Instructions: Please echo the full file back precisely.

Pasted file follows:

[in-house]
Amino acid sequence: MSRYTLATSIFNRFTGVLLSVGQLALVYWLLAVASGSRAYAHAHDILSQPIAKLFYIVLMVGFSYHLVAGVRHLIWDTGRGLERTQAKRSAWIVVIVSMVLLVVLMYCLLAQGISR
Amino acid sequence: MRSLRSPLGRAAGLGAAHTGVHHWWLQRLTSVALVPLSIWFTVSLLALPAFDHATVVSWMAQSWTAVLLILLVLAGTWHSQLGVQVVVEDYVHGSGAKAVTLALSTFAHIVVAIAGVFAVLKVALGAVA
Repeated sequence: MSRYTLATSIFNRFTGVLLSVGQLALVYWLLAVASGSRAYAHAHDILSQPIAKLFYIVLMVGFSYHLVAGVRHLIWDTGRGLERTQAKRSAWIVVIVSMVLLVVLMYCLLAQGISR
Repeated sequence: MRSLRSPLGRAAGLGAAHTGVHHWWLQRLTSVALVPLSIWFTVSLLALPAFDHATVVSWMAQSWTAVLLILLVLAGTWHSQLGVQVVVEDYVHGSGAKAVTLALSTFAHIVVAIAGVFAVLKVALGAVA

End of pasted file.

[in-house]
Amino acid sequence: MSRYTLATSIFNRFTGVLLSVGQLALVYWLLAVASGSRAYAHAHDILSQPIAKLFYIVLMVGFSYHLVAGVRHLIWDTGRGLERTQAKRSAWIVVIVSMVLLVVLMYCLLAQGISR
Amino acid sequence: MRSLRSPLGRAAGLGAAHTGVHHWWLQRLTSVALVPLSIWFTVSLLALPAFDHATVVSWMAQSWTAVLLILLVLAGTWHSQLGVQVVVEDYVHGSGAKAVTLALSTFAHIVVAIAGVFAVLKVALGAVA
Repeated sequence: MSRYTLATSIFNRFTGVLLSVGQLALVYWLLAVASGSRAYAHAHDILSQPIAKLFYIVLMVGFSYHLVAGVRHLIWDTGRGLERTQAKRSAWIVVIVSMVLLVVLMYCLLAQGISR
Repeated sequence: MRSLRSPLGRAAGLGAAHTGVHHWWLQRLTSVALVPLSIWFTVSLLALPAFDHATVVSWMAQSWTAVLLILLVLAGTWHSQLGVQVVVEDYVHGSGAKAVTLALSTFAHIVVAIAGVFAVLKVALGAVA